Commercial Real Estate Outlook 2020

 A growing economy and jobs market combined with low interest rates and solid consumer confidence point to another strong year, according to CBRE researchers.


Buoyed by an expanding economy, robust job market, low interest rates and solid consumer confidence, CBRE’s commercial real estate forecast for 2020 projects gains in office, retail, logistics and other sectors. The 2020 Real Estate Market Outlook notes there are still underlying uncertainties about trade negotiations and the upcoming presidential elections but not enough to have major impacts on most of the CRE industry in the coming year.

“Consumers are confident, the decline in the manufacturing sector seems to be bottoming, interest rates are down, governments around the world are spending more. The trade war and Brexit are headwinds, but even these have moderated recently. I am increasingly optimistic for 2020,” Richard Barkham, CBRE’s global chief economist and head of Americas research, told Commercial Property Executive.



The overall multifamily vacancy rate likely will rise by 20 bps to 4.5%, still below the long-term average of 5.1%. Rent growth will edge down to about 2.4%, just under the long-term average of 2.6%.

As a result of slower economic growth, apartment demand is projected at 240,000 units in 2020, approximately 20% less than 2019’s estimated 300,000 units. Millennials will continue to move into homeownership, albeit at a modest pace due to affordability issues. Nevertheless, multifamily demand will remain sufficient enough to absorb most of new supply and to lower concessions in oversupplied markets.


Multifamily developers will remain very active in 2020. Permits, starts and completions were all at or near this cycle’s highest levels in 2019. In 2020, permits and starts likely will fall, but not deliveries. CBRE Research predicts that multifamily completions will total 280,000 units, on par with 2019’s estimated 281,000 units.

Development will continue in both urban and suburban locations next year. The geographic emphasis, however, is shifting to the suburbs—both mid-rise “urbanesque” product in the densifying suburbs and garden product in more traditional greenfield locations.

Source: CBRE Research (2020 forecast), CBRE Econometric Advisors (history, 2019 estimate), Q3 2019. Completions of newly-built communities are counted in the quarter in which the property reaches occupancy stabilization.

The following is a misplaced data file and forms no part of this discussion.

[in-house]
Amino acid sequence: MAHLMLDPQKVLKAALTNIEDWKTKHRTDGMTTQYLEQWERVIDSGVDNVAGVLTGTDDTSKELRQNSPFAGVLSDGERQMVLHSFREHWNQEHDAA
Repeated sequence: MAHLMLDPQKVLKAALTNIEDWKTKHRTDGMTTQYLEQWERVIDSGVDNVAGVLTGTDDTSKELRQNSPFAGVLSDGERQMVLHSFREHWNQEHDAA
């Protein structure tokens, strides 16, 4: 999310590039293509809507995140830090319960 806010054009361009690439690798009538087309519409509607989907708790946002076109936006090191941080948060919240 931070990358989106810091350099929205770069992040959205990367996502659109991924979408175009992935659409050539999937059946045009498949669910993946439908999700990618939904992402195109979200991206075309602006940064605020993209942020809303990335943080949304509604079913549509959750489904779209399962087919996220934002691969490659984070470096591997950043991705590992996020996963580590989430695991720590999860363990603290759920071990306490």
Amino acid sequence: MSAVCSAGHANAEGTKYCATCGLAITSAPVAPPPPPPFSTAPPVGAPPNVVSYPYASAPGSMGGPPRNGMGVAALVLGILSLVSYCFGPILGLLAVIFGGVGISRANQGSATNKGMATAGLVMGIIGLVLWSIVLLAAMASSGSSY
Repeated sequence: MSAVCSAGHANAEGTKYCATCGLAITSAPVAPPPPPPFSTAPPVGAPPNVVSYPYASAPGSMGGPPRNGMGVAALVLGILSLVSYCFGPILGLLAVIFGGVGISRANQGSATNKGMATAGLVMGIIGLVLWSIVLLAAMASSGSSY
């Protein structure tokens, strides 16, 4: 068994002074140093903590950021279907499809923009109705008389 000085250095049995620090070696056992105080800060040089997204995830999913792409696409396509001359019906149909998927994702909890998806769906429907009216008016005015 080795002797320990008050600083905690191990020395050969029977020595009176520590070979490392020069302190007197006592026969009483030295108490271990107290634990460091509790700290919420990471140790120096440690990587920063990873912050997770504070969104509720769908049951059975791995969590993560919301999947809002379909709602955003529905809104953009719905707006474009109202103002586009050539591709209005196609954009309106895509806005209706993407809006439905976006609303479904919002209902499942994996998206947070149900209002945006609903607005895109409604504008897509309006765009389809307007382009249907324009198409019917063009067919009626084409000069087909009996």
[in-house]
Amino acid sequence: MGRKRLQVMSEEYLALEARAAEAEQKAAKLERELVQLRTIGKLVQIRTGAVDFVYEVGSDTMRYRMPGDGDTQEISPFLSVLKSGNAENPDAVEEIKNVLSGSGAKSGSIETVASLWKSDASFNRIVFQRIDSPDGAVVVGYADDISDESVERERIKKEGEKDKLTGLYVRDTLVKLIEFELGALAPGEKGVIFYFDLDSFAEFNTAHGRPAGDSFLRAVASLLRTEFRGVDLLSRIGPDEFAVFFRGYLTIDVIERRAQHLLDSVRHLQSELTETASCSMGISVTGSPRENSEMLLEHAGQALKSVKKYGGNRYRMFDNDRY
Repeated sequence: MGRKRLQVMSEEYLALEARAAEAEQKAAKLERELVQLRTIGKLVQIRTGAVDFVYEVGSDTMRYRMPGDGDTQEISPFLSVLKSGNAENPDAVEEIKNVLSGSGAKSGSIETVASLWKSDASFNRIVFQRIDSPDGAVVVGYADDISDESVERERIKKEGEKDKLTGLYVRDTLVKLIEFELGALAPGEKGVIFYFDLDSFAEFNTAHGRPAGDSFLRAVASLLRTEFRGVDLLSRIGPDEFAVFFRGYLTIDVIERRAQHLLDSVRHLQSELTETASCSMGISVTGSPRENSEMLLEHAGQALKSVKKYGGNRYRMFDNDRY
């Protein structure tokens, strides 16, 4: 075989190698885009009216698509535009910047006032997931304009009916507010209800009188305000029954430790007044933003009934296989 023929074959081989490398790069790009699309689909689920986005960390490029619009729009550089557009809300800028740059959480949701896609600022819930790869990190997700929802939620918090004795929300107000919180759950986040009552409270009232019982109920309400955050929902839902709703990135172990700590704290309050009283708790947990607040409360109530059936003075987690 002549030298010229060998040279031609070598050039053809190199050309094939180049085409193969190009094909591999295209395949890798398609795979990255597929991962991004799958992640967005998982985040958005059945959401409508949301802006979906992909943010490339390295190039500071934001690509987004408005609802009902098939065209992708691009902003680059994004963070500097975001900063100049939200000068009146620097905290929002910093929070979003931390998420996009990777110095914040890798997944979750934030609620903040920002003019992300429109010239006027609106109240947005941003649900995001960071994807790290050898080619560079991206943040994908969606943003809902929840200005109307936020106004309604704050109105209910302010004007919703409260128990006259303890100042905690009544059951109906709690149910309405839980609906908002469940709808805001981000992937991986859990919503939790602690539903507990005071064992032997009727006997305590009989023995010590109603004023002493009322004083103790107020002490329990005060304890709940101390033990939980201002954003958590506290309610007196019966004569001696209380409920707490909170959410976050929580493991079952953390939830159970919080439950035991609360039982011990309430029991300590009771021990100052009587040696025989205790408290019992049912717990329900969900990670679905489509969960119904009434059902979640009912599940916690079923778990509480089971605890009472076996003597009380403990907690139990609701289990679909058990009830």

New rent regulations have been instituted in a few key markets and many more are being considered to alleviate rising rental housing costs. Housing economists concur that building more housing is a better response to the problem than rent control, but 2020 will bring more debate, possibly more regulation and more unease for the industry.

New rent control legislation was enacted this year in New York, California and Oregon. On the watch list for possible legislation are Illinois and Washington state, along with more restrictive legislation in California. New York Metro’s 9.2% year-over-year drop in multifamily investment in the first eight months of 2019 was partly caused by the implementation of new rent control regulations. In California, investment activity was mixed for the same period. Greater Los Angeles had a 9.8% drop in investment year-over-year, but the San Francisco Bay Area had a 7.4% increase. Investment also rose in Portland (23.5%).


Buying or building in the suburbs will remain the best bet based on market performance and investment returns. Suburban multifamily will outperform urban, maintaining lower vacancy and achieving higher rent growth.

CBRE Research’s top four markets for multifamily performance in 2020 are Austin, Atlanta, Phoenix and Boston. The first three are very high-growth metros by population, households, employment and multifamily demand. Construction is very active in these markets. In Atlanta and Phoenix, development has not ramped up to levels that should cause any concerns. Development in Austin has tapered off. Among the gateway markets, Boston is the star performer.

Investors and developers should also consider smaller metros (e.g., less than 2 million population). While liquidity and overbuilding risks are generally higher in smaller markets, there are several metros with exceptional multifamily performance today resulting from favorable supply/demand fundamentals (steady growth over recent years and only moderate development activity). Many smaller metros are undergoing a significant upgrading of their urban cores, thereby improving quality of life and helping them retain talent.

Seven smaller metros had 4% or higher rent growth as of Q3 2019: Albuquerque, Birmingham, Colorado Springs, Greensboro, Memphis, Dayton and Tucson. They are likely candidates for outperformance in 2020.

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